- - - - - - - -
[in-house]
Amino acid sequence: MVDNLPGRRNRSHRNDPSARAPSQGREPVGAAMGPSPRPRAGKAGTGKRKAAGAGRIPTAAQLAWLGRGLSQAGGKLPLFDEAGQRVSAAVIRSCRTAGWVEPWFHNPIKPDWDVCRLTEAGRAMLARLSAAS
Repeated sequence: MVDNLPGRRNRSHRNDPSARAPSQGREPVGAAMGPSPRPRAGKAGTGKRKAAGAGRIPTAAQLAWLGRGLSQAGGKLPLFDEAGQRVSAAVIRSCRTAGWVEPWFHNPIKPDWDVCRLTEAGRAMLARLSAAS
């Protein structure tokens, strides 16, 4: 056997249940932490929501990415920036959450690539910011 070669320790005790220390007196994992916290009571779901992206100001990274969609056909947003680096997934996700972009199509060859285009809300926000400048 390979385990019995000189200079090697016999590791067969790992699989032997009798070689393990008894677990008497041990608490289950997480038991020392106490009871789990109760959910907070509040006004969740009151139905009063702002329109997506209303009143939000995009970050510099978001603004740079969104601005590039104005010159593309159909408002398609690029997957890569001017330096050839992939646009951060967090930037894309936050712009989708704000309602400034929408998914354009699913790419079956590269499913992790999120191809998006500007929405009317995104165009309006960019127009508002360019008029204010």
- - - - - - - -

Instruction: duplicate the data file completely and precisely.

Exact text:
[in-house]
Amino acid sequence: MVDNLPGRRNRSHRNDPSARAPSQGREPVGAAMGPSPRPRAGKAGTGKRKAAGAGRIPTAAQLAWLGRGLSQAGGKLPLFDEAGQRVSAAVIRSCRTAGWVEPWFHNPIKPDWDVCRLTEAGRAMLARLSAAS
Repeated sequence: MVDNLPGRRNRSHRNDPSARAPSQGREPVGAAMGPSPRPRAGKAGTGKRKAAGAGRIPTAAQLAWLGRGLSQAGGKLPLFDEAGQRVSAAVIRSCRTAGWVEPWFHNPIKPDWDVCRLTEAGRAMLARLSAAS
């Protein structure tokens, strides 16, 4: 056997249940932490929501990415920036959450690539910011 070669320790005790220390007196994992916290009571779901992206100001990274969609056909947003680096997934996700972009199509060859285009809300926000400048 390979385990019995000189200079090697016999590791067969790992699989032997009798070689393990008894677990008497041990608490289950997480038991020392106490009871789990109760959910907070509040006004969740009151139905009063702002329109997506209303009143939000995009970050510099978001603004740079969104601005590039104005010159593309159909408002398609690029997957890569001017330096050839992939646009951060967090930037894309936050712009989708704000309602400034929408998914354009699913790419079956590269499913992790999120191809998006500007929405009317995104165009309006960019127009508002360019008029204010």